Ottertoberfest under way at Saint Louis Zoo For The Edge During the three weekends of Ottertoberfest presented by MOST – Missouri’s 529 College Savings Plan, the Zoo will be transformed into an Oktoberfest for the whole family with otter-related games and activities for kids, keeper chats and enrichment, live traditional music and biergartens. The event runs Saturdays and Sundays, Sept. 29 to Oct. 14, from 10 a.m. to 3 p.m. Bring the camera for a costume character meet-and-greet at 11 a.m. on Sept. 29. Each weekend, the little “pups” can engage in a riverbed water game, river recycling activity, an otter appetites game, crafts and other activities designed for ages 2-10. For the grownups, beer, bratwursts, German potato salad and other specialty concessions will be available at various biergartens. Hear live “oompah” music from noon to 3 p.m. in Schnuck Family Plaza. Keeper chats and enrichment will take place near our two groups of river otters at the Emerson Children’s Zoo and the Chain of Lakes at Historic Hill. MOST – Missouri’s 529 College Savings Plan will be on site during the event with coloring books and other goodies for children. Parents can also ask questions about the benefits of a 529 College Savings Plan. Additional sponsors include Coca-Cola and The Brew 100.3. Admission to the Saint Louis Zoo and Ottertoberfest is free. Admission to the Children’s Zoo is free from 9-10 a.m. and $4 per person (ages 2 and up) after 10 a.m. Zoo hours are 9 a.m. to 5 p.m. daily. For more information, call (314) 781-0900, or visit Schedule of Activities: Saturday, Oct. 6 Otter keeper chat: 10 a.m. in Emerson Children’s Zoo Die Spitzbaum: 12 p.m.-3 p.m. Otter keeper chat and enrichment: 1:30 p.m. at Historic Hill Sunday, Oct. 7 Otter keeper chat: 10 a.m. in Emerson Children’s Zoo Die Spitzbaum: 12 p.m.-3 p.m. Otter keeper chat and enrichment: 1:30 p.m. at Historic Hill Saturday, Oct. 13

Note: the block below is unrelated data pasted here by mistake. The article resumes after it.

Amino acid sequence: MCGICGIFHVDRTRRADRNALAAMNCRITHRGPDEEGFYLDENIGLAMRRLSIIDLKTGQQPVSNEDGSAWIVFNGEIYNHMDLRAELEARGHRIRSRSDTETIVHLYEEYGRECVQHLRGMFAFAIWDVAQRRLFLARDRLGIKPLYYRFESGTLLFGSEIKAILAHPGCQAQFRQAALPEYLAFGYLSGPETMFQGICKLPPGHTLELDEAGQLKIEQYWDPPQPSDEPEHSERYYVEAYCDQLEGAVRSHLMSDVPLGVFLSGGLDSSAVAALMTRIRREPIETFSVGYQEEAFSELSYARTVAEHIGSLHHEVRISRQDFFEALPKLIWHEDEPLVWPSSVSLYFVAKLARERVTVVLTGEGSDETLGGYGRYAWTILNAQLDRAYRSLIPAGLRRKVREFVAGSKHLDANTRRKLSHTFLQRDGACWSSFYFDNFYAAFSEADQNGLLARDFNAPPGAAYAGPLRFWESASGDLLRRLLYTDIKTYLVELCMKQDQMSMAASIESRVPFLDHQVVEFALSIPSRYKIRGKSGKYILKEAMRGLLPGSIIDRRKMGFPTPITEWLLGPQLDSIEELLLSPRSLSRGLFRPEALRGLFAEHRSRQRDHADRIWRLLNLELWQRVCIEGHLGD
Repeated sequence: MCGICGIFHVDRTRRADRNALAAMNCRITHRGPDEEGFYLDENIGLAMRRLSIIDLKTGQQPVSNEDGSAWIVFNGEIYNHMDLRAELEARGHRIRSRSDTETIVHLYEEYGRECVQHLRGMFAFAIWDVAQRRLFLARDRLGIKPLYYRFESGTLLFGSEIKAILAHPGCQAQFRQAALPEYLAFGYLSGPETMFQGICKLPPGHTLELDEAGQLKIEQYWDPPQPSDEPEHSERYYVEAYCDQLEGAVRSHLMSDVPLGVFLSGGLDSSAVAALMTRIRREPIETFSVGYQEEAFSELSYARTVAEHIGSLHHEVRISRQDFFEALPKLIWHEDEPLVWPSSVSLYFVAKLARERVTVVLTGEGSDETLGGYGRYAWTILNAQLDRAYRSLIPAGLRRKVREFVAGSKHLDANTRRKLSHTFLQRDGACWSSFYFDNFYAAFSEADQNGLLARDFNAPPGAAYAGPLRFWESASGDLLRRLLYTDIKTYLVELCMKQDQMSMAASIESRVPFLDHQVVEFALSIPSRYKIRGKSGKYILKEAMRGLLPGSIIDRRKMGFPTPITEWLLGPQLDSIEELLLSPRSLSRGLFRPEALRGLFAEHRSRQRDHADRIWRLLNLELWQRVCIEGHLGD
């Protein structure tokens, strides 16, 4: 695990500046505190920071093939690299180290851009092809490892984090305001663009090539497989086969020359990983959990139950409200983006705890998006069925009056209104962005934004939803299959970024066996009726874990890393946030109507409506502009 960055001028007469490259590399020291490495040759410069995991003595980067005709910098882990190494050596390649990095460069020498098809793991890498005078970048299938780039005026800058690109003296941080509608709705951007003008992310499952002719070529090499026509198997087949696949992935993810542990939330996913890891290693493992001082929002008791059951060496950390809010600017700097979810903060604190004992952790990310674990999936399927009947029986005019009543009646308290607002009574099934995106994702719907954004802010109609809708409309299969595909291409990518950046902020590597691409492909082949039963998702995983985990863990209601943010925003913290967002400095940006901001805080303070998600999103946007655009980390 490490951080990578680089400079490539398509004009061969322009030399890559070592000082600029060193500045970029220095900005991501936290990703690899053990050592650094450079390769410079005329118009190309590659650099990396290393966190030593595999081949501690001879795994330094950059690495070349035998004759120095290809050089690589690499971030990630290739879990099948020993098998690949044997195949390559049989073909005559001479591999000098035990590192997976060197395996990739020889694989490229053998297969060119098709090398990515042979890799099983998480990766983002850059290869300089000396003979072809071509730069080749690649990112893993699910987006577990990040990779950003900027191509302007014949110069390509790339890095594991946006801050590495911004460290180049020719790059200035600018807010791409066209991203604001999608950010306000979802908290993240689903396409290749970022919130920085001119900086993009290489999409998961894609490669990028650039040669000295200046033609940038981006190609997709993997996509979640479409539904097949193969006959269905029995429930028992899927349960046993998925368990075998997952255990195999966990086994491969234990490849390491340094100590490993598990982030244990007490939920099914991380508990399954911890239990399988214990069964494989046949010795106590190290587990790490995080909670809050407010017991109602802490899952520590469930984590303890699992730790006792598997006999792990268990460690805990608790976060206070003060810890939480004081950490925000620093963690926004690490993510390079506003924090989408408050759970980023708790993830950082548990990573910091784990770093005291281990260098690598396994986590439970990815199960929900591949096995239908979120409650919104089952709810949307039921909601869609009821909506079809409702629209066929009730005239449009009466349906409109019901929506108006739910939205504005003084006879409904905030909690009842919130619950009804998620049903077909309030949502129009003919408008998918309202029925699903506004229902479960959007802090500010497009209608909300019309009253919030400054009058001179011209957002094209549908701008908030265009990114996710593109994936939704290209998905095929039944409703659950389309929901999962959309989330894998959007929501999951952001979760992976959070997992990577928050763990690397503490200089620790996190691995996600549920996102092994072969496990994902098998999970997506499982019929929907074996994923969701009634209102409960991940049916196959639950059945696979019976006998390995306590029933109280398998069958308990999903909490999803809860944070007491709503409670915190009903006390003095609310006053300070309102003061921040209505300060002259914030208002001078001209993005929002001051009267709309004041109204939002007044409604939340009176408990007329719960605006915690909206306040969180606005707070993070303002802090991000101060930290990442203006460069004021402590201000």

Otter keeper chat: 10 a.m. in Emerson Children’s Zoo Deutschmeister Brass Band, Joe Tucci, Bug Tussel Bluegrass Band: 12 p.m.-3 p.m. Otter keeper chat and enrichment: 1:30 p.m. at Historic Hill